what you guys are missing is rambus started offering their IP to the industry over 10 years ago...the industry blew them off, stole their IP, and conspired against the Intel selected rambus design for dram, driving it from the market...rambus is consistently winning in courts and government commissions...nvidia, samsung, etc....neither of these guys would have signed if they had not lost or were facing loss in courts...what's sad is rambus has to bring these companies to court to get what is legally theirs
USPTO and the likes should perhaps be more strict in granting patents?
I agree with Feory. At times I think the current IP protection system is defeating its purpose.New legislation should be put in place to put an end to certain abuses of the system, in my opinion.
Less than 2 weeks ago, Rambus proudly announced the issuance of their 1000th patent, and noted they have over 700 applications pending.
For such a small company, this seems absurd. Yes, I know they are an IP licensing company, so patents are what fuel their revenue. But our patent system is so broken, at some point people are patenting things that were either already invented or are so obvious to a skilled engineer that nobody can design anything without infringing on someone's patent and risking a lawsuit.
The patent madness has really gotten out of control over the last couple decades, to the point where the patent system is seriously stifling innovation.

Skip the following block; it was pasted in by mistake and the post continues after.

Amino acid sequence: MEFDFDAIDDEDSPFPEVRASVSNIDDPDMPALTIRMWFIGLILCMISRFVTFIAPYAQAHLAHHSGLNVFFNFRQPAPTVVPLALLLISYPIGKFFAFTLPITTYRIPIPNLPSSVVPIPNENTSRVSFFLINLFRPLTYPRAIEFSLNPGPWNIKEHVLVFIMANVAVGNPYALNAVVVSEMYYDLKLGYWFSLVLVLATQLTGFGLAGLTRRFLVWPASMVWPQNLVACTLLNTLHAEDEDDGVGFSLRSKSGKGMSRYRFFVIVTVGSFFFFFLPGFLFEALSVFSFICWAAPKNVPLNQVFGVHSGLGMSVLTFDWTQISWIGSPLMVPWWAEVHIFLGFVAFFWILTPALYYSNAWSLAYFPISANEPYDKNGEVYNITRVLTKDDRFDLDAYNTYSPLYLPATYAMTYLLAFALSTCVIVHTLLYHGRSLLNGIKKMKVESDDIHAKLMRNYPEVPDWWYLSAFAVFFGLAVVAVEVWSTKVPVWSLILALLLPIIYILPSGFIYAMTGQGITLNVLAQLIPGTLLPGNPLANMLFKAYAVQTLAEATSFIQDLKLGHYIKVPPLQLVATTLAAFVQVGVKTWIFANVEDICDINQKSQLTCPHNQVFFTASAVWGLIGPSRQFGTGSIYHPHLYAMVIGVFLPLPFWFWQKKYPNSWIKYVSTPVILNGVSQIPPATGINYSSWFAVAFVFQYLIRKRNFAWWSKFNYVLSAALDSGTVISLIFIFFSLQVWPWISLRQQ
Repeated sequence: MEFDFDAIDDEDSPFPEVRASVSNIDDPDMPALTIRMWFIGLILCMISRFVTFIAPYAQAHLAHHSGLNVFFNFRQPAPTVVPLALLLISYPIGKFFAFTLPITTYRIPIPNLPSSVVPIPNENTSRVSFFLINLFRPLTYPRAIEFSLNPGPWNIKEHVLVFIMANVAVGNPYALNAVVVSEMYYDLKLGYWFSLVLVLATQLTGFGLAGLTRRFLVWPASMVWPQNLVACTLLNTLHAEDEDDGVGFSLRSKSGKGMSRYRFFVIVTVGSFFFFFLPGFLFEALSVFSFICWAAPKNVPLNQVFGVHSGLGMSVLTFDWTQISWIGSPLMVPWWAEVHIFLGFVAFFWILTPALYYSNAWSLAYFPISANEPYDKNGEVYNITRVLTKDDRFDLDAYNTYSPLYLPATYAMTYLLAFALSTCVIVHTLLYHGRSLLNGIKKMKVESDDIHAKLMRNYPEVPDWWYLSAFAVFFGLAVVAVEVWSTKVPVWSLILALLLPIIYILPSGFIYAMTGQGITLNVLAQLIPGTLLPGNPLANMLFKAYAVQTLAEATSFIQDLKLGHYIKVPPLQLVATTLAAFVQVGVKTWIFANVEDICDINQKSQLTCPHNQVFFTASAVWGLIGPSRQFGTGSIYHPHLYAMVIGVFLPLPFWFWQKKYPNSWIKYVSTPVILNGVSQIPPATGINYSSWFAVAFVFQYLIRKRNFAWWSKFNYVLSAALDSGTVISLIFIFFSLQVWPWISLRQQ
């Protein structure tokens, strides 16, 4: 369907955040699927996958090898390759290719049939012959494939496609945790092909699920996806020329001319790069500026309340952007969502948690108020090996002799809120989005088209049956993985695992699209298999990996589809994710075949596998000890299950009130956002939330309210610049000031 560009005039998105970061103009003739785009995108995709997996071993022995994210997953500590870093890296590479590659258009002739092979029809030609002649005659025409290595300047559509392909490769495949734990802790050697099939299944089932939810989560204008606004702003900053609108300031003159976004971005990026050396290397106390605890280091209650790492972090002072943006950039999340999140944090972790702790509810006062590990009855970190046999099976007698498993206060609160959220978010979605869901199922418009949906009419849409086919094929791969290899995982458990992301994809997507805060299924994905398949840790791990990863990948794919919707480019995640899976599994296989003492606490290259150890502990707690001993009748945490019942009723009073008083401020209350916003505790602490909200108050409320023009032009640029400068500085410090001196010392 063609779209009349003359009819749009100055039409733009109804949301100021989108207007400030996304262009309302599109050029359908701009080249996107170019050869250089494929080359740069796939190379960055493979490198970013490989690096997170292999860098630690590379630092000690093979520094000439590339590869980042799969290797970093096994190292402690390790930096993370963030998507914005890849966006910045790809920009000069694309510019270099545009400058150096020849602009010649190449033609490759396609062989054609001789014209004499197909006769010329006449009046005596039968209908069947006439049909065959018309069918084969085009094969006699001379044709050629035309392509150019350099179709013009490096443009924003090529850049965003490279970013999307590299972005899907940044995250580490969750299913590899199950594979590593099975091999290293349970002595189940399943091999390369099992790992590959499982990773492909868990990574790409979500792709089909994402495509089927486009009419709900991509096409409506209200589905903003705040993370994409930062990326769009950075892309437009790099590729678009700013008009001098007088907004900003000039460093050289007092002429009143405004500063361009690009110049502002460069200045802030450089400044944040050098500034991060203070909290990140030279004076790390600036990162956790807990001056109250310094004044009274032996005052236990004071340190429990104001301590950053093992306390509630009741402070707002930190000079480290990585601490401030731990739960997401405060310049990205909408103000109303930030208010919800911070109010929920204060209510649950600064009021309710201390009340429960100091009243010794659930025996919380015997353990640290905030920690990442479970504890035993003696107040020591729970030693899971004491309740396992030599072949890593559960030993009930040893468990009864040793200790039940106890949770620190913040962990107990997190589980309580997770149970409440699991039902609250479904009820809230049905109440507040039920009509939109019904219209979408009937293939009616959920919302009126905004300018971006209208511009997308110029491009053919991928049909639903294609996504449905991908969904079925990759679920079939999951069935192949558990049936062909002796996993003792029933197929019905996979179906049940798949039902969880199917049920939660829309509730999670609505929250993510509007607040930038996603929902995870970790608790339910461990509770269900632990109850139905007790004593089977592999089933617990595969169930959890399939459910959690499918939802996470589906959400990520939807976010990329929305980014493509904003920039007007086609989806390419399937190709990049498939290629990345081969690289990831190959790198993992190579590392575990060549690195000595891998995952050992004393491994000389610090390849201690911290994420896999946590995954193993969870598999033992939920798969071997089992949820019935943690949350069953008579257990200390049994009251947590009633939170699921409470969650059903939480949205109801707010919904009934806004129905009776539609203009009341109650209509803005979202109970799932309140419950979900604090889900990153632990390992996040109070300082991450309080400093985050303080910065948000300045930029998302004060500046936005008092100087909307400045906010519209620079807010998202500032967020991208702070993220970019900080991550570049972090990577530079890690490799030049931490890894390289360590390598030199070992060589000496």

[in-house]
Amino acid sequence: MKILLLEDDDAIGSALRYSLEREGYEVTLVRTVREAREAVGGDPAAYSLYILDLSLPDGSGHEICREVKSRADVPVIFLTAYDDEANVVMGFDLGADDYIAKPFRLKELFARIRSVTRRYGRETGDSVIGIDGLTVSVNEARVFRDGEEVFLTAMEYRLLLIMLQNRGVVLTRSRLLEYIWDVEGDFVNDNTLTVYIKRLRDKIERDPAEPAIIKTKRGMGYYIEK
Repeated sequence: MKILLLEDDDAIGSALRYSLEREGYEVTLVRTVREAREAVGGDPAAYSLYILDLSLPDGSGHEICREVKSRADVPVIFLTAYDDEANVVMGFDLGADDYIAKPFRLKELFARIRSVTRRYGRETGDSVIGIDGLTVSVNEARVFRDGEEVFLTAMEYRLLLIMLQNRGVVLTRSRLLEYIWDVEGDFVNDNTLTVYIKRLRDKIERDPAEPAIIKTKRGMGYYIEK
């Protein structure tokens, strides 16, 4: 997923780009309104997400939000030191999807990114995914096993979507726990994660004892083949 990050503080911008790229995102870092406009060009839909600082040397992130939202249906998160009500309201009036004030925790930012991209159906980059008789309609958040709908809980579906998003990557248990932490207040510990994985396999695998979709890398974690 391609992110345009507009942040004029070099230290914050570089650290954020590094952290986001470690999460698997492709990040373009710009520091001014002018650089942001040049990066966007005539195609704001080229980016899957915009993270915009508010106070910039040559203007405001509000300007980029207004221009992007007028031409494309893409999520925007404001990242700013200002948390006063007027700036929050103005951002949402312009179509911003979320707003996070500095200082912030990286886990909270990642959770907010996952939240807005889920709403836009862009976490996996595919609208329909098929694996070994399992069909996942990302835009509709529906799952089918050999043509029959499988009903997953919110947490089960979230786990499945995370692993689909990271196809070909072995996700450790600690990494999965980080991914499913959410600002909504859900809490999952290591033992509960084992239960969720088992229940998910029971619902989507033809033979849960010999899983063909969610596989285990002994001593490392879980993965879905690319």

There is nothing to worry. All these firms violate patents with ease and settle among themselves when lawyers have become richer. The reality is that engineers get peanuts while the lawyers smile home and depress earnings. I do not worry over these rulings because it is part of the trade. Sue me and I sue you; lawyers seat over a bottom of wine, sign some documents, visit the bank and everyone is settled. White House must not follow the ITC in this case. All semiconductor firms violate patents daily and Nvidia must not be destroyed.
Nvidia must be careful that it does not go out of business. It just a bad press from Businessweek last week, now this one. They need to put that firm back to its old glorious days.
Drones are, in essence, flying autonomous vehicles. Pros and cons surrounding drones today might well foreshadow the debate over the development of self-driving cars. In the context of a strongly regulated aviation industry, "self-flying" drones pose a fresh challenge. How safe is it to fly drones in different environments? Should drones be required for visual line of sight – as are piloted airplanes? Join EE Times' Junko Yoshida as she moderates a panel of drone experts.